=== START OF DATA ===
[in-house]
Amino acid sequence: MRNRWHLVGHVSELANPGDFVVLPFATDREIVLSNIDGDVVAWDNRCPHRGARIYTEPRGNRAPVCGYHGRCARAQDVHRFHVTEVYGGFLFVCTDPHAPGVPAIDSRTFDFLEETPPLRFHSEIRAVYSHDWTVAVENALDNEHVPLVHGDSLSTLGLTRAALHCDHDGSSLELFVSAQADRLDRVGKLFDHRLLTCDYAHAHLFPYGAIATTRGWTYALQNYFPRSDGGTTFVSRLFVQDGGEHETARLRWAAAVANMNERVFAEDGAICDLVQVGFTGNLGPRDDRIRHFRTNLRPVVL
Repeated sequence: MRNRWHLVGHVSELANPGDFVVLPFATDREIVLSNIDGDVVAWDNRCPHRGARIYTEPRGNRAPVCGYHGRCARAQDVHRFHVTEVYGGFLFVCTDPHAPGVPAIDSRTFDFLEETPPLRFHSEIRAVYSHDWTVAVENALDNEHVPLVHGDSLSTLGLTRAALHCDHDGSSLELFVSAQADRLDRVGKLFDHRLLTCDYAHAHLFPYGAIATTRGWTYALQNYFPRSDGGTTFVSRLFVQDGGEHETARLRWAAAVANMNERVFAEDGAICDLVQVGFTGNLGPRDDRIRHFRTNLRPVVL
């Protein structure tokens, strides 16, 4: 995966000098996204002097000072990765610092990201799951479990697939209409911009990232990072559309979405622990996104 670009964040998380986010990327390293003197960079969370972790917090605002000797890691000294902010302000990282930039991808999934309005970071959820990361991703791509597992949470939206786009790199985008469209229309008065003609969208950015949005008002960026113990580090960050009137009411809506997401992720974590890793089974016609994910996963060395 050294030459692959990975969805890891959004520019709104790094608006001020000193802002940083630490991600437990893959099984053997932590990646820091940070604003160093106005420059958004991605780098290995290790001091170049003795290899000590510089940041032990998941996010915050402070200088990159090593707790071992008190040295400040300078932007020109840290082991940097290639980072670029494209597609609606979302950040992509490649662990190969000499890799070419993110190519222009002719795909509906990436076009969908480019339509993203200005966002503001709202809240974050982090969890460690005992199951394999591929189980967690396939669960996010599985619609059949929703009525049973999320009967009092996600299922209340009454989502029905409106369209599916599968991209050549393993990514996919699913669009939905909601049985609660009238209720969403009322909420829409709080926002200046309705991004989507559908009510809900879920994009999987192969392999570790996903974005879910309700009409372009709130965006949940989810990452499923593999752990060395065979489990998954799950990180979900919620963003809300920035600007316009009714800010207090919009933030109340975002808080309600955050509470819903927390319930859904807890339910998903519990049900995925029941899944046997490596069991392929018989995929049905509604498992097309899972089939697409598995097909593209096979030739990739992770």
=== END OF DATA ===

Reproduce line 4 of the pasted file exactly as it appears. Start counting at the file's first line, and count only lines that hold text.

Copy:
């Protein structure tokens, strides 16, 4: 995966000098996204002097000072990765610092990201799951479990697939209409911009990232990072559309979405622990996104 670009964040998380986010990327390293003197960079969370972790917090605002000797890691000294902010302000990282930039991808999934309005970071959820990361991703791509597992949470939206786009790199985008469209229309008065003609969208950015949005008002960026113990580090960050009137009411809506997401992720974590890793089974016609994910996963060395 050294030459692959990975969805890891959004520019709104790094608006001020000193802002940083630490991600437990893959099984053997932590990646820091940070604003160093106005420059958004991605780098290995290790001091170049003795290899000590510089940041032990998941996010915050402070200088990159090593707790071992008190040295400040300078932007020109840290082991940097290639980072670029494209597609609606979302950040992509490649662990190969000499890799070419993110190519222009002719795909509906990436076009969908480019339509993203200005966002503001709202809240974050982090969890460690005992199951394999591929189980967690396939669960996010599985619609059949929703009525049973999320009967009092996600299922209340009454989502029905409106369209599916599968991209050549393993990514996919699913669009939905909601049985609660009238209720969403009322909420829409709080926002200046309705991004989507559908009510809900879920994009999987192969392999570790996903974005879910309700009409372009709130965006949940989810990452499923593999752990060395065979489990998954799950990180979900919620963003809300920035600007316009009714800010207090919009933030109340975002808080309600955050509470819903927390319930859904807890339910998903519990049900995925029941899944046997490596069991392929018989995929049905509604498992097309899972089939697409598995097909593209096979030739990739992770």